(288e) Chemically Inducible Chromosomal Evolution (CIChE): Increasing Genetic Stability by Avoiding the Pitfalls of Plasmids

Ajikumar, P. - Presenter, Massachusetts Institute of Technology
Stephanopoulos, G. - Presenter, Massachusetts Institute of Technology
Tyo, K. E. - Presenter, Massachusetts Institute of Technology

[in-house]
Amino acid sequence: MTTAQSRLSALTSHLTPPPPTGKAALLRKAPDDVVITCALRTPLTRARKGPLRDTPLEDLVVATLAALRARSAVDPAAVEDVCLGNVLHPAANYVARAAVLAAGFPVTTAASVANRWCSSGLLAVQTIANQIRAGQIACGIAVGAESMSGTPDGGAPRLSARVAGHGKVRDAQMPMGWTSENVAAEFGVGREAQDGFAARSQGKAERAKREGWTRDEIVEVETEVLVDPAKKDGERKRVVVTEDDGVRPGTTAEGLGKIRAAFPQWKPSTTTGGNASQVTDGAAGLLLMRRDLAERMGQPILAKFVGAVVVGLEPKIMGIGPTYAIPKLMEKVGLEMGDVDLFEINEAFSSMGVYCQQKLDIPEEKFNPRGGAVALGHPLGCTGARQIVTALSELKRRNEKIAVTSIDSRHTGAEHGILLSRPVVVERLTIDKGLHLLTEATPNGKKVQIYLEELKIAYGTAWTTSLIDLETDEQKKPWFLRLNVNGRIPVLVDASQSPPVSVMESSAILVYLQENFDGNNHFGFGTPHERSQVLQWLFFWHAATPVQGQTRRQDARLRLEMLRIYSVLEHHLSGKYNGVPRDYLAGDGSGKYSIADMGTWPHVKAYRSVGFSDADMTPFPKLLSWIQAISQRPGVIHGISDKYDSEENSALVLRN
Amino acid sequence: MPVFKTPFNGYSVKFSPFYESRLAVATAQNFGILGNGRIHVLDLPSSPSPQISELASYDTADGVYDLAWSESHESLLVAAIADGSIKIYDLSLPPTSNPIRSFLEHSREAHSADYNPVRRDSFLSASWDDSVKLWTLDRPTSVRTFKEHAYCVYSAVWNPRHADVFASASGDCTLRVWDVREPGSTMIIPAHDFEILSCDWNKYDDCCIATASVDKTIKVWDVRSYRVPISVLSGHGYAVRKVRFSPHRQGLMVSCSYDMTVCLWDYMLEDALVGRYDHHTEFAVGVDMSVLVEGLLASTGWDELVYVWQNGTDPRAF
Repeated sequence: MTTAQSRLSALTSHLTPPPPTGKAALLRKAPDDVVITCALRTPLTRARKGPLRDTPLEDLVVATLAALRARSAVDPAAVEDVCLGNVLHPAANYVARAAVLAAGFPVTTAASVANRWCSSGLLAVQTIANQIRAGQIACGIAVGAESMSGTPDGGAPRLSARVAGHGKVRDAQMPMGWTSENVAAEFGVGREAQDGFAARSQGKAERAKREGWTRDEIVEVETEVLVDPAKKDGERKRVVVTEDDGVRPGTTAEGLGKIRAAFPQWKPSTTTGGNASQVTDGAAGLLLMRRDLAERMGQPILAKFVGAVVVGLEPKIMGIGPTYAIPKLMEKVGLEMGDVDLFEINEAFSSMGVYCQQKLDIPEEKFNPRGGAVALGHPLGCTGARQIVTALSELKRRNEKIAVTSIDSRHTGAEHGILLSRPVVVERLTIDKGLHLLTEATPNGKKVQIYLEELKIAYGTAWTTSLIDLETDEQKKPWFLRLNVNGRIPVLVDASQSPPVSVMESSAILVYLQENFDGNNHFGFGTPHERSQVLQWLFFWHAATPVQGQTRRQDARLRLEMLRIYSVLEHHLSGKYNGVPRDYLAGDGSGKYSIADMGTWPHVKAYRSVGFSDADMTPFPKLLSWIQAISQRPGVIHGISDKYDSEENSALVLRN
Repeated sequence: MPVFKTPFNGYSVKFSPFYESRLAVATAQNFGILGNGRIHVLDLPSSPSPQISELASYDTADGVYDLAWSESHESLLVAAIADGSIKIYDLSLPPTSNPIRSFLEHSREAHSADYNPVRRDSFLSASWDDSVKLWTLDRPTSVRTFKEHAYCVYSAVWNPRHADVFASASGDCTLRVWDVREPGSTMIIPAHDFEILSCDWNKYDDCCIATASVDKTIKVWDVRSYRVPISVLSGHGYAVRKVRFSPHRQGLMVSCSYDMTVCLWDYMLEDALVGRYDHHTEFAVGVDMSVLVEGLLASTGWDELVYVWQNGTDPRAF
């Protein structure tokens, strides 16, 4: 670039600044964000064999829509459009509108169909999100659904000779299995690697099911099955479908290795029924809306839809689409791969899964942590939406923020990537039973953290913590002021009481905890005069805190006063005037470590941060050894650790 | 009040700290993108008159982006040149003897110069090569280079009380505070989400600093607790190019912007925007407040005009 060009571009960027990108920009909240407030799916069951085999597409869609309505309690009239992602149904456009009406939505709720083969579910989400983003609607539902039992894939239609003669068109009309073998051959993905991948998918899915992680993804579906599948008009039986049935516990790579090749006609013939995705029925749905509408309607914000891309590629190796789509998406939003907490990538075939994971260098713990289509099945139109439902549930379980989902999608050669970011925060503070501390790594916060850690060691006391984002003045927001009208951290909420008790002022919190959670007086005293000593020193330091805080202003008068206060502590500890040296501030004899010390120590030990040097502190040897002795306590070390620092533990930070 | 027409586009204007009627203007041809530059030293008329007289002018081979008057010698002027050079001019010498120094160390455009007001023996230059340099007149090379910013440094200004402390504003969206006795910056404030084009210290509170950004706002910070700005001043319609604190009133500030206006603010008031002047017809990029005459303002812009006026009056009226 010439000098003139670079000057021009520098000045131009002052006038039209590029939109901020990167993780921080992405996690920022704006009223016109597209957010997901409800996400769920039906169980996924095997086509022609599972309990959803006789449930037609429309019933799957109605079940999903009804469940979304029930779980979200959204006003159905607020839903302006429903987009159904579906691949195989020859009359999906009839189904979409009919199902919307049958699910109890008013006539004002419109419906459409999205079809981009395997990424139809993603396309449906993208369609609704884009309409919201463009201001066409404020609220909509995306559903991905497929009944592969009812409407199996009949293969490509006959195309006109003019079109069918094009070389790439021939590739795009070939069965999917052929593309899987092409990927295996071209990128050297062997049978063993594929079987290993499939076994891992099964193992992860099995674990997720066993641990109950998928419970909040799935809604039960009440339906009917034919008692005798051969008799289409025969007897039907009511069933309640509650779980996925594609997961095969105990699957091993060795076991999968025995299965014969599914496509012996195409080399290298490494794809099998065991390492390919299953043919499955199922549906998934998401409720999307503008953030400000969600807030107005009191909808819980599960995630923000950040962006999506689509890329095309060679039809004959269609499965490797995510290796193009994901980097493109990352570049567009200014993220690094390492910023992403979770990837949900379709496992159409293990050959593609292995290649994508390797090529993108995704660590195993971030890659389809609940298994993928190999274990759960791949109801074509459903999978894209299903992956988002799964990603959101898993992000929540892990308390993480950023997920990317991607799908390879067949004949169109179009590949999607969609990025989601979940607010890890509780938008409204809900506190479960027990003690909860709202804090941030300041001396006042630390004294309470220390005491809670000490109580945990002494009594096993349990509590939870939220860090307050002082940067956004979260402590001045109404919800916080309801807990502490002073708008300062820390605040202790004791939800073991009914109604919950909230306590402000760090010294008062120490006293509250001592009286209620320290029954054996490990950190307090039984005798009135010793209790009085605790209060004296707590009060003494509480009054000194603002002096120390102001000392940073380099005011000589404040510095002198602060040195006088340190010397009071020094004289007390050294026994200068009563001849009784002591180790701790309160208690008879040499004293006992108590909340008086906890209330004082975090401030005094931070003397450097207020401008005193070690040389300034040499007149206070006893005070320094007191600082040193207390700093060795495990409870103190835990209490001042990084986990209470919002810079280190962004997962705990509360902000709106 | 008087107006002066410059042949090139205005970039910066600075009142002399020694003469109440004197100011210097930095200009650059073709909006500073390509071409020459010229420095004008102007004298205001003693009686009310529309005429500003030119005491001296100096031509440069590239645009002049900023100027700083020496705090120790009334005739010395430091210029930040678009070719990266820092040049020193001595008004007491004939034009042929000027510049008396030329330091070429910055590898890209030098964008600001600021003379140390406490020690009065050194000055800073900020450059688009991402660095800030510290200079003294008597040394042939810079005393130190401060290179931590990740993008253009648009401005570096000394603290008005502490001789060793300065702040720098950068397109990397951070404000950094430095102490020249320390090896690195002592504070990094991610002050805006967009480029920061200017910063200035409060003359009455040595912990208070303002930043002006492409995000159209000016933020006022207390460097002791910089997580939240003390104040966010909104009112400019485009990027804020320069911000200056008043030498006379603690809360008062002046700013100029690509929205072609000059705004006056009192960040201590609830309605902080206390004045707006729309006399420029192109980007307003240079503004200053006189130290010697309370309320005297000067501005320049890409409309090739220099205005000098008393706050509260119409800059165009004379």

Metabolic engineering offers the potential to produce robust microbes capable of efficient overproduction of fuels and chemicals for sustainable manufacturing using renewable resources. The great majority of metabolic engineering strategies presently rely on plasmids for heterologous pathway expression. These plasmids have fundamental genetic stability issues that, to date, have not been adequately addressed. We have developed a novel, plasmid-free, high copy expression system for the next generation of engineered microbes. The new method, Chemically Inducible Chromosomal Evolution (CIChE), can generate ~40-50 copies of a recombinant pathway integrated on the microbial genome. The chromosomally engineered pathways require no selection markers to maintain copy number, have no variation in copy number, and avoid plasmid instabilities by being physically linked in one strand of DNA, thereby improving genetic stability 10 fold. The method is demonstrated by a CIChE-engineered biopolymer production pathway that, compared to plasmids, had improved genetic stability exceeding >35 generations and increased (by 4x) growth-phase specific productivity. At the same time, it maintained equivalent product yields despite the high metabolic burden imposed and lack of any selection pressure. In another example, the yield of a small molecule nutraceutical, lycopene, was increased by 60%. CIChE is a generalizable, high-expression, genetically stable metabolic engineering tool that does not require selection pressure.